EM (#1,012)

Congratulations on your marriage!

kickmuri (#3,118)

You read my mind. This is exactly how I feel about weddings. It shouldn’t be a validation of your relationship or some lavish public event. But a private thing between two people who just want to be together. Congrats on your marriage!

sunflowernut (#1,638)

The thing that makes me very uninterested in a traditional wedding is that I really don’t want to the be center of attention. The thought of that makes me want to pass out. So this seems like a really nice alternative, and I’m glad it worked out so well for you. Congrats!

deepomega (#22)

Good on you. Although I’d note that you DID have a wedding – that 30 person party is totally a wedding reception, it’s just a really chill one. I think maybe instead of denying that it counts because you’re not in a white dress, we should be expanding our definition of “wedding” to include things like “married by a judge, then had a barbecue.”

@deepomega yup!

emilyo (#1,011)

We did the precisely same thing, minus friends, plus a photographer. We walked to the courthouse in pretty clothes, went to our favorite neapolitan pizza joint afterwards and splurged on a hotel room at a fancy hotel for the night-of. All in all, it came in right around $1k. Wouldn’t have done it any other way. (http://www.unitedwithlove.com/2012/12/18/simple-washington-dc-wedding-elopement-at-courthouse/)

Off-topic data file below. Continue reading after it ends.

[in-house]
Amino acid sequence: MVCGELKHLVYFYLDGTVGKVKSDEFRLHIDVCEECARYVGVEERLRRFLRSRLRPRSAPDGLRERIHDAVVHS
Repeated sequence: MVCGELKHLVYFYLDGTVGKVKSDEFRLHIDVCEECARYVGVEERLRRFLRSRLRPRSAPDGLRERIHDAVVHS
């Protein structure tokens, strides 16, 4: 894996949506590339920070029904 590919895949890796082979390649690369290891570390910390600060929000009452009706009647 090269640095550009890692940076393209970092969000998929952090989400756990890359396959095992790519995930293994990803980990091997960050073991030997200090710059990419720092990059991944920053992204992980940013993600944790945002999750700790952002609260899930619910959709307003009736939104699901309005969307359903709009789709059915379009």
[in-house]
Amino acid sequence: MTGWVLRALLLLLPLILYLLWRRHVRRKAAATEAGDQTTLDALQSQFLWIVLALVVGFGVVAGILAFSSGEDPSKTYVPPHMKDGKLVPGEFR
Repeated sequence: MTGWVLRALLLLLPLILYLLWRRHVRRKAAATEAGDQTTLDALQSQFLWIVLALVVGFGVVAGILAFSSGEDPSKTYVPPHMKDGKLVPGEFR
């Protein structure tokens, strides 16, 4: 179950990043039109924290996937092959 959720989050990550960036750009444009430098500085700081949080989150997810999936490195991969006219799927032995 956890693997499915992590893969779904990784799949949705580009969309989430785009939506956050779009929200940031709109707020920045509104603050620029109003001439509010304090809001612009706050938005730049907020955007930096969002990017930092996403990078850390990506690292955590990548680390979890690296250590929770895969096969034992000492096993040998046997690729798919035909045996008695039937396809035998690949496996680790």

I do take issue with the word “elopement” though — which somehow seems to imply that our families & friends didn’t know or approve. Like it says in the article above, we have other long-term goals that are just more important to us than having a big wedding.

ladybug (#2,583)

@emilyo we had our rehearsal at Tabard Inn – I love that place!

inspector_tiger (#2,651)

@emilyo mmmh, neapolitan pizza, that’s a great idea! and your wedding looks lovely!

inspector_tiger (#2,651)

@emilyo mmmh, neapolitan pizza, that’s a great idea! and your wedding looks lovely!

kellyography (#250)

@emilyo Oh my goodness, what a charming way to do a wedding. And you and your husband are cuties! Your photos really make the tiny ceremony/celebration look super appealing.

emilyo (#1,011)

@ladybug best place ever!!!

@kellyography awwwww thank you!

@inspector_tiger yes!! and the pizzaiolos sent out a heart shaped pizza when they realized what was up!!

garli (#4,150)